Category Archives: Quote of the Day

QOTD: Michael Nehls on Ancestral Lifestyle

Lean and muscular

Which is lean and muscular?

“A lifestyle that encompasses 12+ hours intermittent fasting overnight, a nutrient-rich, low-glycemic diet and regular physical exercise almost inevitably leads to a body composition close to that of our foraging ancestors: lean and muscular. Unfortunately, the behavioural trend goes in the other direction, where obesity and “age-related” muscle loss is becoming a major health issue.”

Source: Unified theory of Alzheimer’s disease (UTAD): implications for prevention and curative therapy

QOTD: E.E. Blaak on Optimal Diet

Grain-based high-carb Neolithic food

Grain-based high-carb Neolithic food

Overall, energy restriction is the primary factor producing weight loss, and it is increasingly understood that distinct macronutrients may vary in energy yield and effects on satiety, also based on individuals’ phenotype and genotype. Although an overall healthy diet, either Mediterranean or a low-fat, high-complex carbohydrate diet may be effective in diabetes and cardiovascular prevention, insight is increasing that dietary prevention or treatment may require more personalized approaches to become most effective.

     —E.E. Blaak, in a review of effects of dietary carbohydrate in body weight control, glucose homeostasis and cardiovascular risk

In plain English, Blaak is saying:

  • weight loss depends on calorie restriction
  • proteins, fats, and carbs provide different amounts of energy and have different effects on hunger
  • your response to proteins, fats, and carbs depends on your genes and how you look
  • the healthiest diet for you probably isn’t the best for everyone else

Steve Parker, M.D.

QOTD: Too Busy to Exercise?

What fits your busy schedule better, exercising 30 minutes a day or being dead 24 hours a day?

Randy Glasbergen in a 2008 cartoon

QOTD: Don’t Let Gravity Get You Down

Average age of study subjects was 71

A good resistance training program will strengthen her bones, improve her balance, and prevent that hip fracture 60 years from now

Adult life is a battle against gravity. Weight training postpones your inevitable defeat.

—Steve Parker, M.D.

QOTD: Walter Voegtlin on Intellectual Independence

If this book must be dedicated to someone, it should be to the occasional man, woman, or child who still can resist the specious authority of food merchants, their lavish advertisements and spectacular television commercials, and retain sufficient intellectual independence to think for themselves.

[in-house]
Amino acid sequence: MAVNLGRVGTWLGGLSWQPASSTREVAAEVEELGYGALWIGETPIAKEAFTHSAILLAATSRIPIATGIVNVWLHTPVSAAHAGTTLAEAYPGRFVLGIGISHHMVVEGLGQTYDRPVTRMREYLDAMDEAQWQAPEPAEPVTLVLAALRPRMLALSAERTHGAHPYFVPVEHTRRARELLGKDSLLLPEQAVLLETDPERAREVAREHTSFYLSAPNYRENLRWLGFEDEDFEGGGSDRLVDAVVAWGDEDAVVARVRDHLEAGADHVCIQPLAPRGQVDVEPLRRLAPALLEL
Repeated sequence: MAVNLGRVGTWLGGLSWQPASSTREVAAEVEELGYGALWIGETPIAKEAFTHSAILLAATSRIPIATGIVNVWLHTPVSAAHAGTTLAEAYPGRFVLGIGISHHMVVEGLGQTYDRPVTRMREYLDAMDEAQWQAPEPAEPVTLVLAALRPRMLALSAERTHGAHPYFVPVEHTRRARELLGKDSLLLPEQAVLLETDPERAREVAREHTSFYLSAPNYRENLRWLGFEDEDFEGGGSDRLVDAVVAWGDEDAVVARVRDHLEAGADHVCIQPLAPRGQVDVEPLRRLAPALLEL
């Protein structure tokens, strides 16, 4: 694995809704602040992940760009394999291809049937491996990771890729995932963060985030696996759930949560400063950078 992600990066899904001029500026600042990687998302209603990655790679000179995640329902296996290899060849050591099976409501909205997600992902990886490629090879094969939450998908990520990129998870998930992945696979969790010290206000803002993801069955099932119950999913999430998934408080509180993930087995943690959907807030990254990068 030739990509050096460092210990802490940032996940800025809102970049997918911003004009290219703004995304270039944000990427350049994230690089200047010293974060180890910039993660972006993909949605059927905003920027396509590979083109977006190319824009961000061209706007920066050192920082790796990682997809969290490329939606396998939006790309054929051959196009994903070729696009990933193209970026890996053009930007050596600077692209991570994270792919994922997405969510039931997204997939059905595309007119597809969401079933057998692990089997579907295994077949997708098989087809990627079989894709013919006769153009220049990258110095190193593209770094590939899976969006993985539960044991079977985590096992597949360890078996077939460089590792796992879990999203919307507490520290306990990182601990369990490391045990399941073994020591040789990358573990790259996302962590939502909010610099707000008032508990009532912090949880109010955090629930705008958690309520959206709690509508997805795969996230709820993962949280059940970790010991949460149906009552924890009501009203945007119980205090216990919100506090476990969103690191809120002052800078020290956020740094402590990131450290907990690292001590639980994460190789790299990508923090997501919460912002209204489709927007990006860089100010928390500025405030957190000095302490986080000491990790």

—Walter L. Voegtlin, M.D., F.A.C.P., in The Stone Age Diet (1975)

QOTD: J. Stanton on Weight Loss and Exercise

Let me be clear. Exercise is not important because it burns calories! Exercise without calorie restriction is a remarkably ineffective weight loss intervention, because it usually makes us hungry enough to replace the calories we burn. Exercise is important because it restores your ability to oxidize fat—both when fasting and after meals. And we can tie this in with mitochondrial dysfunction by noting that exercise is proven to increase mitochondrial volume.

J. Stanton

QOTD: Dobzhansky on Evolution

Nothing in biology makes sense except in the light of evolution.

 

QOTD: Rippetoe on the Best Single Exercise

The below-parallel squat is the best exercise in the entire catalog for whole-body strength, power, balance, coordination, bone density, joint integrity, and mental toughness — good things to develop if you don’t have them.

—Mark Rippetoe

QOTD: Cicero on Overeating

“ We cannot employ the mind to advantage when we are filled with excessive food and drink. ”

Cicero

Advice to New Muscleheads from Lou Schuler

Steve Parker MD, Advanced Mediterranean Diet, Ketogenic Mediterranean Diet

Not me or Mr. Schuler

I was glad to see that four of my basic exercises were listed by Schuler as foundational: squat, deadlift, pushup, and row. A little more from him:

Every good training program is based on bedrock principles like progressive overload. You give your body a stimulus. You repeat the stimulus an optimal number of times. And then you give your body the opportunity to recover from it. Every good lifter eventually learns how to apply the principles in a way that works for him or her, but it always starts with the basics: learn the movements, apply the movements, build on the movements.

Every bad training program ignores these fundamentals, but it ignores them in a unique way. Too much stimulus with too little recovery. Too little stimulus with too much recovery. Poor exercise selection for the individual’s abilities and goals.

Read the whole thing.

 

h/t Yoni Freedhoff, M.D.